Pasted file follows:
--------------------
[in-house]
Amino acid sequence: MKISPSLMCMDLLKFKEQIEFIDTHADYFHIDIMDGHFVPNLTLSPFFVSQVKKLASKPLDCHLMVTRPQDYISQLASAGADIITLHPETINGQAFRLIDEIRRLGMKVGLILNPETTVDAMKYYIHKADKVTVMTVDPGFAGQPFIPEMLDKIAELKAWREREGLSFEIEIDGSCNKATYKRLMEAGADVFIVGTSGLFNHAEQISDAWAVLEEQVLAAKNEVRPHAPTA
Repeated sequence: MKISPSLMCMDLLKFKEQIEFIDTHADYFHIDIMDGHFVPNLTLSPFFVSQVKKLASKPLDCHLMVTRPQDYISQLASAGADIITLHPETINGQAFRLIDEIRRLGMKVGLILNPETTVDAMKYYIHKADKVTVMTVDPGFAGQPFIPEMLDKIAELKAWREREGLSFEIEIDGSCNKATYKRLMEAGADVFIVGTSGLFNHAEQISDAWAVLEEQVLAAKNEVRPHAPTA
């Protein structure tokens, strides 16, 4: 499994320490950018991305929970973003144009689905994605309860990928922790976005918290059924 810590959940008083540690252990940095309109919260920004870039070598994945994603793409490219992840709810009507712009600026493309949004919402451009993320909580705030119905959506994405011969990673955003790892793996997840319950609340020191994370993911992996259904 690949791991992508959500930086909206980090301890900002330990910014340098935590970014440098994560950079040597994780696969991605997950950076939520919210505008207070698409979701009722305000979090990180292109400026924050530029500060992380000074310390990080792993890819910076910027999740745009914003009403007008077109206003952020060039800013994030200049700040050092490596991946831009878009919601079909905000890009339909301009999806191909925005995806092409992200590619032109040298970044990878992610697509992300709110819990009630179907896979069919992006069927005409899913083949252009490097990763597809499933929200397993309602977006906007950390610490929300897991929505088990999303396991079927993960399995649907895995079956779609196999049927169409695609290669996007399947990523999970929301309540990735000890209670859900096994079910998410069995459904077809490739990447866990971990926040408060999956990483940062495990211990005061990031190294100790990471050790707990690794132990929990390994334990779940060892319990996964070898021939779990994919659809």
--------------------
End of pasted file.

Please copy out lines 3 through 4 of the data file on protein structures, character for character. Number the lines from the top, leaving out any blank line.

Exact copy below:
Repeated sequence: MKISPSLMCMDLLKFKEQIEFIDTHADYFHIDIMDGHFVPNLTLSPFFVSQVKKLASKPLDCHLMVTRPQDYISQLASAGADIITLHPETINGQAFRLIDEIRRLGMKVGLILNPETTVDAMKYYIHKADKVTVMTVDPGFAGQPFIPEMLDKIAELKAWREREGLSFEIEIDGSCNKATYKRLMEAGADVFIVGTSGLFNHAEQISDAWAVLEEQVLAAKNEVRPHAPTA
């Protein structure tokens, strides 16, 4: 499994320490950018991305929970973003144009689905994605309860990928922790976005918290059924 810590959940008083540690252990940095309109919260920004870039070598994945994603793409490219992840709810009507712009600026493309949004919402451009993320909580705030119905959506994405011969990673955003790892793996997840319950609340020191994370993911992996259904 690949791991992508959500930086909206980090301890900002330990910014340098935590970014440098994560950079040597994780696969991605997950950076939520919210505008207070698409979701009722305000979090990180292109400026924050530029500060992380000074310390990080792993890819910076910027999740745009914003009403007008077109206003952020060039800013994030200049700040050092490596991946831009878009919601079909905000890009339909301009999806191909925005995806092409992200590619032109040298970044990878992610697509992300709110819990009630179907896979069919992006069927005409899913083949252009490097990763597809499933929200397993309602977006906007950390610490929300897991929505088990999303396991079927993960399995649907895995079956779609196999049927169409695609290669996007399947990523999970929301309540990735000890209670859900096994079910998410069995459904077809490739990447866990971990926040408060999956990483940062495990211990005061990031190294100790990471050790707990690794132990929990390994334990779940060892319990996964070898021939779990994919659809």